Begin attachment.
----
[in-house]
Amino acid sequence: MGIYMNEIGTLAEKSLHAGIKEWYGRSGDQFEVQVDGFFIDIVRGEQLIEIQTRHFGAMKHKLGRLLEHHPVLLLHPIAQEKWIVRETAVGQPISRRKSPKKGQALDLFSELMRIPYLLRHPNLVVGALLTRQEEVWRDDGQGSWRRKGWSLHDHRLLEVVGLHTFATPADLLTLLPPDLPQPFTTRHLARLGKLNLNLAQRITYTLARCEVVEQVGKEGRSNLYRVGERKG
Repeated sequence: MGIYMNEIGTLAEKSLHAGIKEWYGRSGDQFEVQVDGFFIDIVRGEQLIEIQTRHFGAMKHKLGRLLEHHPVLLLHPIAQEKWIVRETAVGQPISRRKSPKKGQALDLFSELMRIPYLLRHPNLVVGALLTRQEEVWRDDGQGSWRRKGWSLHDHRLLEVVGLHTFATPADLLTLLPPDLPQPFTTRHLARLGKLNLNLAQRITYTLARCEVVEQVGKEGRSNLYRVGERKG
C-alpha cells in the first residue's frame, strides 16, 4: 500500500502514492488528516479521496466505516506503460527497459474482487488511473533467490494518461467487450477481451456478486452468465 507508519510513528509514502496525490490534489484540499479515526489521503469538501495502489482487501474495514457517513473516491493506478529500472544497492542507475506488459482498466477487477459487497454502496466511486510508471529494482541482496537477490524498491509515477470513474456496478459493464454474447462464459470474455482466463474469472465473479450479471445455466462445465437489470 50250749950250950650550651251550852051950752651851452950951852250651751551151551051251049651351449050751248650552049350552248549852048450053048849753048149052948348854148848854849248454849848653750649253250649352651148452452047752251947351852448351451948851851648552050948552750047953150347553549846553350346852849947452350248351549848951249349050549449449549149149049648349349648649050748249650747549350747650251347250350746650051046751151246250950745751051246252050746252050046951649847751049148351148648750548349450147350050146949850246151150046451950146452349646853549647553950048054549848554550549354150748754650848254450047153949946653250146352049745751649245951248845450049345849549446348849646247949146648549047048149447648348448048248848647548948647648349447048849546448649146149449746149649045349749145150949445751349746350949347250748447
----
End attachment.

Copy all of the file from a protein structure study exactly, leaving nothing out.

[in-house]
Amino acid sequence: MGIYMNEIGTLAEKSLHAGIKEWYGRSGDQFEVQVDGFFIDIVRGEQLIEIQTRHFGAMKHKLGRLLEHHPVLLLHPIAQEKWIVRETAVGQPISRRKSPKKGQALDLFSELMRIPYLLRHPNLVVGALLTRQEEVWRDDGQGSWRRKGWSLHDHRLLEVVGLHTFATPADLLTLLPPDLPQPFTTRHLARLGKLNLNLAQRITYTLARCEVVEQVGKEGRSNLYRVGERKG
Repeated sequence: MGIYMNEIGTLAEKSLHAGIKEWYGRSGDQFEVQVDGFFIDIVRGEQLIEIQTRHFGAMKHKLGRLLEHHPVLLLHPIAQEKWIVRETAVGQPISRRKSPKKGQALDLFSELMRIPYLLRHPNLVVGALLTRQEEVWRDDGQGSWRRKGWSLHDHRLLEVVGLHTFATPADLLTLLPPDLPQPFTTRHLARLGKLNLNLAQRITYTLARCEVVEQVGKEGRSNLYRVGERKG
C-alpha cells in the first residue's frame, strides 16, 4: 500500500502514492488528516479521496466505516506503460527497459474482487488511473533467490494518461467487450477481451456478486452468465 507508519510513528509514502496525490490534489484540499479515526489521503469538501495502489482487501474495514457517513473516491493506478529500472544497492542507475506488459482498466477487477459487497454502496466511486510508471529494482541482496537477490524498491509515477470513474456496478459493464454474447462464459470474455482466463474469472465473479450479471445455466462445465437489470 50250749950250950650550651251550852051950752651851452950951852250651751551151551051251049651351449050751248650552049350552248549852048450053048849753048149052948348854148848854849248454849848653750649253250649352651148452452047752251947351852448351451948851851648552050948552750047953150347553549846553350346852849947452350248351549848951249349050549449449549149149049648349349648649050748249650747549350747650251347250350746650051046751151246250950745751051246252050746252050046951649847751049148351148648750548349450147350050146949850246151150046451950146452349646853549647553950048054549848554550549354150748754650848254450047153949946653250146352049745751649245951248845450049345849549446348849646247949146648549047048149447648348448048248848647548948647648349447048849546448649146149449746149649045349749145150949445751349746350949347250748447